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Why You Should Buy Treasuries Now
06/24/2013 7:00 am EST
The sharp sell-off in the bond market has pundits dusting off their prophesies for the end of the 30-year bull market, as Greg Harmon of Dragonfly Capital makes the technical case for buying Treasuries.
If only for a short-term bounce. The charts of the yield of 5-, 10-, and 30-year Treasuries have all had tremendous moves higher out of a base from early May. On a short-term basis, they all look overbought and ready for a pullback. This could be a one- or two-day move or a longer travel back to the base. Here is what to look for.
5-Year Treasury Note Yield
The five-year Treasury has moved from a yield of 75-90 basis points (bp) up to over 130bp. In doing so it has broken out of the top of the Bollinger bands, and Thursday printed a hanging man candle. Confirming lower would signal a reversal with a target of a 38.3% retracement at least to 107bp. The relative strength index is also in technically overbought territory, where it has triggered minor falls in yield previously. This is closest approximated by the ETF SHY.
10-Year Treasury Note Yield
The 10-year Treasury has moved from a yield of 1.63% in early May to a peak at 2.45% Thursday. The shooting star doji print would also signal a reversal to lower yields if confirmed. Out of the Bollinger bands as well, it too is technically overbought on the RSI. A 38.2% pullback on this targets the 2.14% area. The closest ETF to this is the IEF.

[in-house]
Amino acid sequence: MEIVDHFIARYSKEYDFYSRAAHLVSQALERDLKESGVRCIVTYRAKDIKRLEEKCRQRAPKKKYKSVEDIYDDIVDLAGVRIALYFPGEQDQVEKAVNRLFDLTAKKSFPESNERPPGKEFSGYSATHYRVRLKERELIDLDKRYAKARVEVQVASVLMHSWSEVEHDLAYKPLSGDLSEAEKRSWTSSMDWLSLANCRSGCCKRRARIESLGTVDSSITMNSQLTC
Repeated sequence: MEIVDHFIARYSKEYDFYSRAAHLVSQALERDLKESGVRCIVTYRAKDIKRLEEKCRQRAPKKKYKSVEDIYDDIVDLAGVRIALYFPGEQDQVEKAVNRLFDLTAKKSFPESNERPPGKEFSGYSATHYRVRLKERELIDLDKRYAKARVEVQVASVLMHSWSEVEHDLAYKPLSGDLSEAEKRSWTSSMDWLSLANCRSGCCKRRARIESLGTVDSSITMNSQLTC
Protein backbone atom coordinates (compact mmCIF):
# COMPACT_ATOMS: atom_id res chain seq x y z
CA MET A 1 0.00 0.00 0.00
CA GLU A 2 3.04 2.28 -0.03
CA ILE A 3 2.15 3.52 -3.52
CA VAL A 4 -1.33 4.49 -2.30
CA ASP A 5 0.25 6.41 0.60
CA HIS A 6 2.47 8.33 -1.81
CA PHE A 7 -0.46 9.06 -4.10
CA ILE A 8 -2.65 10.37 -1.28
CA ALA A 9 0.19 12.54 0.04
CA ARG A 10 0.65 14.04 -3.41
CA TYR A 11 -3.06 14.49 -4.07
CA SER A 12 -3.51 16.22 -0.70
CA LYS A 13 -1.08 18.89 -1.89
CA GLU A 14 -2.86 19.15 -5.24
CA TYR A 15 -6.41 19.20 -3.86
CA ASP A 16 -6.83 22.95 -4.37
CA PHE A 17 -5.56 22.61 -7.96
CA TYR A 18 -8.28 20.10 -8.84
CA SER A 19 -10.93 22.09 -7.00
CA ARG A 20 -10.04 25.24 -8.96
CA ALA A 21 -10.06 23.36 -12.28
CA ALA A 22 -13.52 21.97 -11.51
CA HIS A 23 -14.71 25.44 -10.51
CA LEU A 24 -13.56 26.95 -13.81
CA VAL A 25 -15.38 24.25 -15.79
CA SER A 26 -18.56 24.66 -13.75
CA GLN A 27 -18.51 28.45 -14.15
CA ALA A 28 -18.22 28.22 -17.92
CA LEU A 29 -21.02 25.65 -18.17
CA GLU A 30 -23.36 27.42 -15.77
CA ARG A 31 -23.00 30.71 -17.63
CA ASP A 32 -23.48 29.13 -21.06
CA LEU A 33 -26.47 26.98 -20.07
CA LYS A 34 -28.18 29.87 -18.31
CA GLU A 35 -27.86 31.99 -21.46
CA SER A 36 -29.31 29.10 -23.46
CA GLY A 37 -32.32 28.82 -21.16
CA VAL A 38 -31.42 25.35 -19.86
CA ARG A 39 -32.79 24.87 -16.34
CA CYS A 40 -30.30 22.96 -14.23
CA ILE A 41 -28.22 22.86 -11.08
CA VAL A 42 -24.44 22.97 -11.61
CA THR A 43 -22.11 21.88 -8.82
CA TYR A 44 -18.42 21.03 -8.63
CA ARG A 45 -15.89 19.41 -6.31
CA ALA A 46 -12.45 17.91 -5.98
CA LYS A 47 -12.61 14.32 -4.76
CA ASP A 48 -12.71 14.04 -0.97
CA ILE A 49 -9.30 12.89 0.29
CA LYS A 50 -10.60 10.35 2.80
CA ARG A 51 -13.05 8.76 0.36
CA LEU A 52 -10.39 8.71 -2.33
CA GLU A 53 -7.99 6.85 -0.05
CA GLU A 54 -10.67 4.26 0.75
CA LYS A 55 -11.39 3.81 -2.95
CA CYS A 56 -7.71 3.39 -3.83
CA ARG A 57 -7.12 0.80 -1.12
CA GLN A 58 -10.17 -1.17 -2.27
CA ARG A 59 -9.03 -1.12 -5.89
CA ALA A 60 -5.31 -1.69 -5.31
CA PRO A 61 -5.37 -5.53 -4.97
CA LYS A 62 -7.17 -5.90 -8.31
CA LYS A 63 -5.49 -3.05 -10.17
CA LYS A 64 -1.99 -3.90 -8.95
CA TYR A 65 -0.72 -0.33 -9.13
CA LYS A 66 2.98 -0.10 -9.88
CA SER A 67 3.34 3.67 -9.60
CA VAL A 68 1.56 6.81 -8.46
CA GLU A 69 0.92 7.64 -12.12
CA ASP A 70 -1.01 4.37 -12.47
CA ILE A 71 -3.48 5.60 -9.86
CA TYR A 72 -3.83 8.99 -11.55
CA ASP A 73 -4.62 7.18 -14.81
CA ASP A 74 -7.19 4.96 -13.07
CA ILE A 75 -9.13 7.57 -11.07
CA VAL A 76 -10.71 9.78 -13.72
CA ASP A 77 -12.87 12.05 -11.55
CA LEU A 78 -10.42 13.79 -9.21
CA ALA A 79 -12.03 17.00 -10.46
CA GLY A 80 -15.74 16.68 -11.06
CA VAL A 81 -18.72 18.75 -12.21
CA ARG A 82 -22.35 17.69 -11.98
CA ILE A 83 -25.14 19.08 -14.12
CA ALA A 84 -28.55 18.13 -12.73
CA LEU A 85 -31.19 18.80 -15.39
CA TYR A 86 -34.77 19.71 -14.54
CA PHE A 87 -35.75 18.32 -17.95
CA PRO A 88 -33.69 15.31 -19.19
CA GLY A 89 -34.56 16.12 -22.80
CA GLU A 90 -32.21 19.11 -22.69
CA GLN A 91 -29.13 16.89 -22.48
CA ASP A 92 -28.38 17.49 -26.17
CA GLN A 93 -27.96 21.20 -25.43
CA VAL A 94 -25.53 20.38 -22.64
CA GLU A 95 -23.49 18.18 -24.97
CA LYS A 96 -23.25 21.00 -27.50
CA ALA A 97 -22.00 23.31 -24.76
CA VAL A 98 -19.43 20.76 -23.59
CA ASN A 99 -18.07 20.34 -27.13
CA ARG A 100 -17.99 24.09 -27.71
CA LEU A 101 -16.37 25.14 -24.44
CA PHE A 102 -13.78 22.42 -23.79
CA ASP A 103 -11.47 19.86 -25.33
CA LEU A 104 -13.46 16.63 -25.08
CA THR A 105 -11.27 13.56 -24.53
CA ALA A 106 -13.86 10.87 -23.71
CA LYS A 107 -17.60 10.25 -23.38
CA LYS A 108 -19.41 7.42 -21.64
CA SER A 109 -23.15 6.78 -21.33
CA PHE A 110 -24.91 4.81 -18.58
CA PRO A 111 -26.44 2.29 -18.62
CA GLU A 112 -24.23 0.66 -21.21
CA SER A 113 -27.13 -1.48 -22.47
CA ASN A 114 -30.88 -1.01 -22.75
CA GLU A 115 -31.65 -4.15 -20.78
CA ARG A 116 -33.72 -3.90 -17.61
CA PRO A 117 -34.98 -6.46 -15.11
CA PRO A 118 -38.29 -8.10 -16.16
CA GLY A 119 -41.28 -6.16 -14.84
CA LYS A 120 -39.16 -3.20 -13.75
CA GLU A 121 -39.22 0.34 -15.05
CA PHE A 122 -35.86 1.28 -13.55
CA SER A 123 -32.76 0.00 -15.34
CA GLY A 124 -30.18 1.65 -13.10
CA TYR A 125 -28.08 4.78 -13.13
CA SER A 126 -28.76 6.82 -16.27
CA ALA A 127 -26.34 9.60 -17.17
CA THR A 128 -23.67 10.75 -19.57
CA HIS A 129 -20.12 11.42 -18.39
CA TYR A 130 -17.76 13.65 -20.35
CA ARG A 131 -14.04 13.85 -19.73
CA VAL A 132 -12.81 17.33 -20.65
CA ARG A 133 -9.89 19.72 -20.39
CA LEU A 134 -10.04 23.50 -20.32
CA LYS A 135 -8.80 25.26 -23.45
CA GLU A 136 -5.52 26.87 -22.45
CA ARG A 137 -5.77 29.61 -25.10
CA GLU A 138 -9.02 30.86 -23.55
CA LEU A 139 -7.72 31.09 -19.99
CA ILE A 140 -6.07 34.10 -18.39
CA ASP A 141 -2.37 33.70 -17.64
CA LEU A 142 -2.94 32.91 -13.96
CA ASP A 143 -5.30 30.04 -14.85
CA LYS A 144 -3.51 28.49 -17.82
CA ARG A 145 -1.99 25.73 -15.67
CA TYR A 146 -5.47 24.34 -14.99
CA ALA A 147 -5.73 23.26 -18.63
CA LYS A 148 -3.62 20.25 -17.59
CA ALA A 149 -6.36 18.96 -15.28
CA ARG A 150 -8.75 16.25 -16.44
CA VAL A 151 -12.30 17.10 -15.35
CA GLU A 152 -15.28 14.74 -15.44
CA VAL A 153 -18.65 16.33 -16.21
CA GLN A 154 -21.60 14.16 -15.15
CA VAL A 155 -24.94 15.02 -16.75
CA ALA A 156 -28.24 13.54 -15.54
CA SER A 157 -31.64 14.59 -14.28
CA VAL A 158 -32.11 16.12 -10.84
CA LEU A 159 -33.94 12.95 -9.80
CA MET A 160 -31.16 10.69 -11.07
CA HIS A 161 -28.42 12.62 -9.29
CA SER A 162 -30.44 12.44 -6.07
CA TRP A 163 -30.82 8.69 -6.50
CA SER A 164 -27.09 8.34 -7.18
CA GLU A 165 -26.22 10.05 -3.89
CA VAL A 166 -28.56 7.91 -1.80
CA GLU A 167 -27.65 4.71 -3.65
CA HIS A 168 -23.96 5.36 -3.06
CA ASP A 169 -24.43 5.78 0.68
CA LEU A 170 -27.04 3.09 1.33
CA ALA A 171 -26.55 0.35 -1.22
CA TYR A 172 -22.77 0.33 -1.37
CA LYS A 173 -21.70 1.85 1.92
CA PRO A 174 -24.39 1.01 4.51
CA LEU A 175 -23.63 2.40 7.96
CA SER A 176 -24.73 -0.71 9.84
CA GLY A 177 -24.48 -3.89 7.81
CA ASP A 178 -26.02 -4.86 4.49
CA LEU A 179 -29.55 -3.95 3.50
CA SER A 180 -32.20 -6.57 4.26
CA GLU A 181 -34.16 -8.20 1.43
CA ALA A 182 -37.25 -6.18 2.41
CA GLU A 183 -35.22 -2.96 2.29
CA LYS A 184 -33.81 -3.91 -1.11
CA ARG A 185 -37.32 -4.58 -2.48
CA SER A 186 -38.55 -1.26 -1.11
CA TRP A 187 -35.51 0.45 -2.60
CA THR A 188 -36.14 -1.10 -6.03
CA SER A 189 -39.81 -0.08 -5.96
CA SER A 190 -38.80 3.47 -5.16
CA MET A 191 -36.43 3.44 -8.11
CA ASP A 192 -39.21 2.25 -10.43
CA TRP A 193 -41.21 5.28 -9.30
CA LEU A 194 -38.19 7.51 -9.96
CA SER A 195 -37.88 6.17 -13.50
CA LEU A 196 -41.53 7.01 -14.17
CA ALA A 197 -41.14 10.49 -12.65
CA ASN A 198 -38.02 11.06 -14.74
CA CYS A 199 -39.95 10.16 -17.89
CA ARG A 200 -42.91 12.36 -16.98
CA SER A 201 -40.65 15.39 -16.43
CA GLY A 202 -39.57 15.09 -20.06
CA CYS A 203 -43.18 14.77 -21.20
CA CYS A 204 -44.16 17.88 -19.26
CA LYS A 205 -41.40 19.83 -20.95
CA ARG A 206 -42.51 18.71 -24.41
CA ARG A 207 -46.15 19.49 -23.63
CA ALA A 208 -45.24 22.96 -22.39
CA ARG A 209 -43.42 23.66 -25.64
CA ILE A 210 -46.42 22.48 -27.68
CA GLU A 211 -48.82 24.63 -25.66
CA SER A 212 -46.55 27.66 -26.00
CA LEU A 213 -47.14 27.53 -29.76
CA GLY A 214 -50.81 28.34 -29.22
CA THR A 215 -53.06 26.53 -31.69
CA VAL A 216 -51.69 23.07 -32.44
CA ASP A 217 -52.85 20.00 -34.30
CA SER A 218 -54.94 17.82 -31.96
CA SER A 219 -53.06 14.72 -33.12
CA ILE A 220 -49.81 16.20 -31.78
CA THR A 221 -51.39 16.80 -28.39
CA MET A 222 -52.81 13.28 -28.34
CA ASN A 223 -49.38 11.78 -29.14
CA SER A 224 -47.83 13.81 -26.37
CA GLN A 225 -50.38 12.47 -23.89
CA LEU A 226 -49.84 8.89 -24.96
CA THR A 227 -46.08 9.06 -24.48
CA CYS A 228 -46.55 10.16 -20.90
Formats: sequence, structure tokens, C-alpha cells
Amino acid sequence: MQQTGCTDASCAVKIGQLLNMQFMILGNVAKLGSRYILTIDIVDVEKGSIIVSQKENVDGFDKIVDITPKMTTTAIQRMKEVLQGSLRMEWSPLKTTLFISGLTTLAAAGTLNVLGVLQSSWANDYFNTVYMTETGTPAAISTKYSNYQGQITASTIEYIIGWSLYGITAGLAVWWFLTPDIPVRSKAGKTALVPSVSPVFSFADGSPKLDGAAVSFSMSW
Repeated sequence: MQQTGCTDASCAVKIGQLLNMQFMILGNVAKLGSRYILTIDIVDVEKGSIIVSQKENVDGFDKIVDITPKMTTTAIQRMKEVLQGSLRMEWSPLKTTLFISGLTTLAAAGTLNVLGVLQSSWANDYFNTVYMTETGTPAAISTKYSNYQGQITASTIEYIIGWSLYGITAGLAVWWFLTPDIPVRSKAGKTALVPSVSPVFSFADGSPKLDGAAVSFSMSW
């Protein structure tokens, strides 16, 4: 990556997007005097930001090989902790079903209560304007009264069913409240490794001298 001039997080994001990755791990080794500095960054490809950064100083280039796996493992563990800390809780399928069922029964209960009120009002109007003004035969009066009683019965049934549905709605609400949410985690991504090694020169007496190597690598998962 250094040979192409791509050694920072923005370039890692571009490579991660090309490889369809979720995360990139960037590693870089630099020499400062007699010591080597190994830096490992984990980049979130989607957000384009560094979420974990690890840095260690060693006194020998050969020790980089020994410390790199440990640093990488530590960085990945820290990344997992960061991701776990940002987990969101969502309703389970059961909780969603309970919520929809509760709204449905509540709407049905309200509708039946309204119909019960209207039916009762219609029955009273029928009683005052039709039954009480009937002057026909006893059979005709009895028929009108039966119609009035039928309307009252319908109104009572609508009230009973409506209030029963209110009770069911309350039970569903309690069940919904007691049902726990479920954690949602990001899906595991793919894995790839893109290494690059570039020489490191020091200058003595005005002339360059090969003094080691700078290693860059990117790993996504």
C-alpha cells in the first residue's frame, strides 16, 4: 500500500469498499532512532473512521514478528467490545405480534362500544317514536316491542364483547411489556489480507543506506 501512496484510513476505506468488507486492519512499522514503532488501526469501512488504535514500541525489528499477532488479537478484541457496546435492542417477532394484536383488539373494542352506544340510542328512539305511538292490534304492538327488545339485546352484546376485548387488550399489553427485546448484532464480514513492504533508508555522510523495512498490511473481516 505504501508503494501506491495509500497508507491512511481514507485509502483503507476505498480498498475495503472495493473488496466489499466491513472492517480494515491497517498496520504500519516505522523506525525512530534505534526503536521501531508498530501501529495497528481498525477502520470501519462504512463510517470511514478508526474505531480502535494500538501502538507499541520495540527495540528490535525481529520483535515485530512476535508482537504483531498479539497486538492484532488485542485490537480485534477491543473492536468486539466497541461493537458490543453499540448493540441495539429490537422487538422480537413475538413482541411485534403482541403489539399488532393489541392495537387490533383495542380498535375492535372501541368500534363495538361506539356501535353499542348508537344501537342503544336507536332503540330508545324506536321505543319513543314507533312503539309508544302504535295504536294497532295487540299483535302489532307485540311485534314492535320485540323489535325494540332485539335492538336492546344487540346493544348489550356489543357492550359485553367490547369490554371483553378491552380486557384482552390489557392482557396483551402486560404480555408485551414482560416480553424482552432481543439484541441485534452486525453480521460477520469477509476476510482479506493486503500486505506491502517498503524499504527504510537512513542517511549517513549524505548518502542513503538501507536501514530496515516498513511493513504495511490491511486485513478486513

30-Year Treasury Bond Yield
Finally the 30-Year Treasury has moved from 281bp up to a high of 355bp. This 74bp move has resulted in the yield moving out of the Bollinger bands and into technically overbought territory as well. A 38.2% retracement on the 30-year would take it back to 327bp. This is closest to the ETF TLT.
Each of these instruments has a moving average convergence divergence indicator (MACD) that is leveled but trying to move higher. This is a reminder that they do not need to correct this time. They could continue and become more overbought. The confirmation lower is what is needed to turn the analysis into a trade. Remember that Treasury prices trade inversely to yields so to trade these corrections in the ETFs, you will need to buy them.
By Greg Harmon of Dragonfly Capital
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